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Portland's Architects: The Bounty of the Built Environment

Architcture in portland, amine, photo by corey templeton

Happy is the city with great architecture. In Portland, that happy list includes the brick edifices along Commercial Street, the varied homes of the West End, the Wishcamper and Abromson buildings at USM, the Observatory, the Victorian houses perched in Deering Highlands, the Art Museum – an embarrassment of riches.

Happy, too, is the city, with great architects. In Portland, we have long supported significant architects, going back to the 19th Century, with Francis Fassett and John Calvin Stephens and Frederick Law Olmsted (what, you didn’t know? After New York's Central Park, Olmsted designed Deering Oaks).

Today, the hundreds of members of the Portland Society of Architects (PSA) encourage “…innovation and vision in design and planning” throughout the city. The PSA offers a wealth of programs, from the “Unbuilt Design Awards” to “10 Minute Architect” (a free clinic for anyone thinking about whether they need an architect) to last year's Symposium on Sea Level Rise and the biannual “Drink’n Crit.”

What is “Drink’n Crit”?  Twice a year, the PSA recreates the student experience of an architectural studio. Only this time around, the students are local professionals who, with some trepidation, present their current projects to the public, as well as a critical review by fellow architects. Unlike an actual charette in architecture school, this event does not involve pulling an all-nighter!

The most recent Drink’n Crit was on March 12th, at the SPACE Gallery on Congress Street. As guests milled about, talked, and had a beer, four architectural teams were taping drawings and photos of their projects on the walls. The team of jurors was introduced and then, one by one, each team presented its project and listened to the critiques.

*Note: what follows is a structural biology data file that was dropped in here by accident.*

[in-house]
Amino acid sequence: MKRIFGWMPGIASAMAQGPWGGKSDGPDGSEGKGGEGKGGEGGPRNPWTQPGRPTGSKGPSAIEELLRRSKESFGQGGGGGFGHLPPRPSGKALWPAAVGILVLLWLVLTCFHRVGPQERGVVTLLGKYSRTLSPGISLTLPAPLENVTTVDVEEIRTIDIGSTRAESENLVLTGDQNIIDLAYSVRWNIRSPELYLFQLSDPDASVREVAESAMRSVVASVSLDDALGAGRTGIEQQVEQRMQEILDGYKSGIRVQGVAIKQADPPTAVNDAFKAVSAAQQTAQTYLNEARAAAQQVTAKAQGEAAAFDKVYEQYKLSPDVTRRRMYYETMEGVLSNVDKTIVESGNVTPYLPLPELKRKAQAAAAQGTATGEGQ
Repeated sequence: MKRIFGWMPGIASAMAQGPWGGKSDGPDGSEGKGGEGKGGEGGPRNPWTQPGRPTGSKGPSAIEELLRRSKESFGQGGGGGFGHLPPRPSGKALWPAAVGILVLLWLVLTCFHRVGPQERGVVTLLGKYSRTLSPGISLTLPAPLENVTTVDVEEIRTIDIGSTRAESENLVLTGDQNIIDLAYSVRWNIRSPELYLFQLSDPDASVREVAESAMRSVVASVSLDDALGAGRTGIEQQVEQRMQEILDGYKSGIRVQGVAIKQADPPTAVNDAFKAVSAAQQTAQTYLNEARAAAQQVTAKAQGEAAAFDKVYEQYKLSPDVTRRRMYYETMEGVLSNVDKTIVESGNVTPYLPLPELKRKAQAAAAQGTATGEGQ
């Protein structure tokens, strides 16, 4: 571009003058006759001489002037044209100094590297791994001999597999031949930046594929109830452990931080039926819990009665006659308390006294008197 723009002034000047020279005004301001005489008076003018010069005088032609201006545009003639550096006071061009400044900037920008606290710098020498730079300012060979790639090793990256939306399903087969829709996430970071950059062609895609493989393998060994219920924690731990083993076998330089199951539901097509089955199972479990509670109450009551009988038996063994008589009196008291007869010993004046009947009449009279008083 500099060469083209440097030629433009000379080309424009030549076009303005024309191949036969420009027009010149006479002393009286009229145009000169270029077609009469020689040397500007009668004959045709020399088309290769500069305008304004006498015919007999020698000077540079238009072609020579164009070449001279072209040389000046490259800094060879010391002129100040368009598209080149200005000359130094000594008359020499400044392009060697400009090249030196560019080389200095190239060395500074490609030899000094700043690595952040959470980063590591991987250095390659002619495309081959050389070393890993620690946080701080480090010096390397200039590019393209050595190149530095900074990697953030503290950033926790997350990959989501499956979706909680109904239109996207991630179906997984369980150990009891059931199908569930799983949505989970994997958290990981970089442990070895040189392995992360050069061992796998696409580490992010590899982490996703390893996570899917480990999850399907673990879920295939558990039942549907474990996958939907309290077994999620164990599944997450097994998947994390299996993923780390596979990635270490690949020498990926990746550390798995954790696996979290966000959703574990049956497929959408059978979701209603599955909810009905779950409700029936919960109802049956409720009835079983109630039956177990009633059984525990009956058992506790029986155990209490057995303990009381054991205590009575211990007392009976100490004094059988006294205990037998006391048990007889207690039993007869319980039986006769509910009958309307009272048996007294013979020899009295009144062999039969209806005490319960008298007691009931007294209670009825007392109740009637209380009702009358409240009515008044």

The crowd may have been most energized by the team working with the City of Portland to re-imagine the several blocks of Spring Street that bisect much of downtown, past the Holiday Inn and the Civic Center.  Should Spring Street be two lanes wide, instead of four? Become a “bicycle boulevard”? Foster new garden spaces and stairways leading off to other streets?

The suggestions flew fast and furious, and the give-and-take was emblematic of the best of Portland. Some of us worked for the city, some of us worked in the city, some of us lived in the city – but all of us cared deeply about the city, wanting it always to be a better place.

If you, too, want to weigh in on Portland’s built landscape, Greater Portland Landmarks and Maine Historical Society are co-hosting a series of panel discussions about specific streets and spaces demanding our attention (including Spring Street, and our bridges, and our waterfront). Step up to the microphone and state your opinion!

Commercial Street and Wishcamper Center, University of Sourthern Maine, photos by Corey Templeton

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